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17 thoughts on “Humans and the Rise of the Robots

  1. Firstly that trailer is very freaky.

    Secondly the progression of work and how technology effects it is really interesting (I did a bit on it my self here – https://runninginaforest.wordpress.com/2014/05/28/why-the-self-driving-google-car-signals-a-shift-in-the-labor-market-we-may-wish-to-reverse-from/). I think the question about decoupling work and wages is very interesting. You could argue that work since the industrial revolution has increasingly focused on efficiency and we are now facing a place that increasingly humans are inefficient. It may be interesting to think if this is the right focus and if others constructs like community and meaning are under-emphasized.

  2. A really useful post. I’ve just been reading about smart factories and how these will impact on manufacturing jobs so this was very relevant. The kind of thing that goes on in the background amongst experts and then we all find life has changed and we don’t understand it/weren’t ready for it.

  3. All very interesting. I have been following these developments for a few years now in Wired. It seems developments in Artificial Intelligence will be hitting us soon. I’m looking at doing a career
    sector lecture in Artificial Intelligence at Central London Careers Hub for the next season. If anyone is interested in helping me with this would be interested to hear from you.

  4. Great post. Perhaps the decoupling will inevitablely go one step further. I.e reproduction and production. Population growth v finite resources has to be one of the most pressing problems we have. Actually thinking about that more leads me to think that technology could erode choice. When AI and tech can eventually think faster, learn, be self sustaining and more cost effective what’s left?

  5. OK – I’ve read Alan’s critique. The thrust of it seems to be (1) automation might not be going as fast as Ford argues; (2) the economy might be able to adapt to automation as it has in the past; and (3) much of Ford’s argument is political and despite the validity of this we should be careful about inferring social and economic trends based on a particular political outcome that we are arguing for.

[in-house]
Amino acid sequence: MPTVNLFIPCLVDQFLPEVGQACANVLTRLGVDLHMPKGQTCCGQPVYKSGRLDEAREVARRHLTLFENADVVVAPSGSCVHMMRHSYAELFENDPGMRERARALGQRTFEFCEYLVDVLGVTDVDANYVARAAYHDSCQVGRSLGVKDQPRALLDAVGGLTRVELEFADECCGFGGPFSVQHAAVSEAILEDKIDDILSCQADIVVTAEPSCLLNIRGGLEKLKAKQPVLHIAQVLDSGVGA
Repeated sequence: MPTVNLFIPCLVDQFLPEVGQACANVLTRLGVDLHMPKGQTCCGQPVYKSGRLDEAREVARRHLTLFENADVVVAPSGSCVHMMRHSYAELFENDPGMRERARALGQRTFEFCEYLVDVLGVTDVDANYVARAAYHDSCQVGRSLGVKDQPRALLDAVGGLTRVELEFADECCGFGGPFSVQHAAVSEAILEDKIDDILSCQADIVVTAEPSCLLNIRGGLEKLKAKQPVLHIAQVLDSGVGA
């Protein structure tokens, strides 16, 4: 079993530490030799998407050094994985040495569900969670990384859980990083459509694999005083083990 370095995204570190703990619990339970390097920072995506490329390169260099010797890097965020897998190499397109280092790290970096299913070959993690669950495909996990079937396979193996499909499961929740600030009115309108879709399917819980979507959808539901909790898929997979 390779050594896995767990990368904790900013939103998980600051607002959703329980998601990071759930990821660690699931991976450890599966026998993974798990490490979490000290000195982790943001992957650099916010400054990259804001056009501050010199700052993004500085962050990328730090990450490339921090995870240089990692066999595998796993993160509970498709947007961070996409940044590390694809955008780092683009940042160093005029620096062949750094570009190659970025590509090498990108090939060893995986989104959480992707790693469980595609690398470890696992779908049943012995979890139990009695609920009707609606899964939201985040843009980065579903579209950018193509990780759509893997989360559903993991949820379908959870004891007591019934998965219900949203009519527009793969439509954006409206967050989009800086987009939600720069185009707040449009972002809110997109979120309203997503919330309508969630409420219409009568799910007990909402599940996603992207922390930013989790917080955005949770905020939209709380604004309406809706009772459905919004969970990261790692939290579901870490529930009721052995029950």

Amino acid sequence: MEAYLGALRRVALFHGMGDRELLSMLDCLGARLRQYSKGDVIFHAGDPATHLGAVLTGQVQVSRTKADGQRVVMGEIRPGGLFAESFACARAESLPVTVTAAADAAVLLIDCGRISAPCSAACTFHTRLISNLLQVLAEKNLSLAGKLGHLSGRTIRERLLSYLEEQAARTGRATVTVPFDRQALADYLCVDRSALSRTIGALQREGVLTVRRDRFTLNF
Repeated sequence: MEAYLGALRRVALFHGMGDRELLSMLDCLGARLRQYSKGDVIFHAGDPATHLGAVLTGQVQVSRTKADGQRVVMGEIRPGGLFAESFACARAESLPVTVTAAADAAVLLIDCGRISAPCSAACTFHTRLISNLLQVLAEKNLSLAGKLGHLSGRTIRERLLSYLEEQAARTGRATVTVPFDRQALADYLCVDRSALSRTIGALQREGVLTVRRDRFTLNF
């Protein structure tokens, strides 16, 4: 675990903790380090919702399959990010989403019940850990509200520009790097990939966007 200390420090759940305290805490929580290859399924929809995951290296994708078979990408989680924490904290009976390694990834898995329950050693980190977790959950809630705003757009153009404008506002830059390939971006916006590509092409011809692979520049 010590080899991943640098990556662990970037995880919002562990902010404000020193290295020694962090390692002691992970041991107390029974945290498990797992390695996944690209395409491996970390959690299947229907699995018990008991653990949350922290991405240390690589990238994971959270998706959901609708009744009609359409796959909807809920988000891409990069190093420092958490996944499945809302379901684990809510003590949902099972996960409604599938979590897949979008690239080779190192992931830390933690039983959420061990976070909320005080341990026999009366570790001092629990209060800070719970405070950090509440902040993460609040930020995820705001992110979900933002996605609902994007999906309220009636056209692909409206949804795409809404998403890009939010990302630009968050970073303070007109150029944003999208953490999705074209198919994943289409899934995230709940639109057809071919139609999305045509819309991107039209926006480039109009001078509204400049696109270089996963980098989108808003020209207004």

I think that these are reasonable criticisms. My answers would be (1) maybe, but it still seems convincing that there is a direction of travel; (2) again maybe, but much of what Ford observes in terms of the loss of jobs and deskilling is current rather than located in the future. This is a political question ultimately as it is about whose interest the economy is adapting in. I buy Ford’s argument that basically businesses don’t want to employ workers, it is currently a necessary evil. If they can reduce the number of workers they need they will do it. Ford proposes the citizens income as a solution to this, an alternative would be a major New Deal style public works scheme which would create a lot of work for the social good,,, but (3) it all depends on politics. There is much of Ford’s political argument that I don’t agree with. He is too enamoured with the market for my liking. However, I do buy the idea that technology, the economy and politics are all entwined. It is not really possible to separate out one from the other.

    Anyone else got any counter-narrative to offer. I’m happy to hear it. My colleagues told me to stop going on about robots yesterday. I’m starting to feel a bit like a crazy person.

  6. Hi Tristram
    It’s not on most people’s radar as it’s still firmly in the realm of science fiction for most people. They’ll only sit up and take notice once jobs actually start to disappear and by then it may be too late. Why will automation, robots and AI rise? Because we will allow it. Either explicitly, implicitly or through ennui. We are teaching people how to be resilient in the face of volatility, uncertainty, complexity and ambiguity, a great deal of which is manmade. Treatung the symptoms not the disease. Further thinking here http://wp.me/p2YgNX-kQ and here http://wp.me/p2YgNX-r3 and here http://wp.me/p2YgNX-po

  7. Robots are just the most visible aspect of an entire movement to replace human activity by machine. Most of the clerical and accounting work, and aassociated ‘middle management’ supervision (in both private and public sector work) has been replaced by computer systems since the 1990s. Robots are just required for the fiddly, physical activity at a the boundaries of the system.

    Much of the supposed value of human flexibility and adaptability has been deemed to be unnecessary; products and services have been simplified to make them easier to programme.

    Aa a chartered engineer who has worked in knowledge engineering and robotics, I have watched, and can still see, the inevitable progress towards a society in which less than 5% or so of the population need be employed to run the economy – as we understand it today.

    Thinking of this as an ‘inequality issue’ is missing the point; it’s an existential issue for society & community as we know it in the West. The political mechanisms available to us today are simply not strong enough, flexible enough, or imaginative enough to effect redistribution from the 5% to the 95% to enable a normal economy to survive.

    If your career path does not lead to joining the 5% the only alternative may be to take up basket weaving in a theme park in the hope that enough of the 5% want to come and buy some authentic, primitive art.

    • Oh, and to see this “theme park basket weaving” effect in operation at the macro level, observe how Germany has told Greece : ‘If you want to carry on buying stuff from us you need to ramp up your tourist industry’.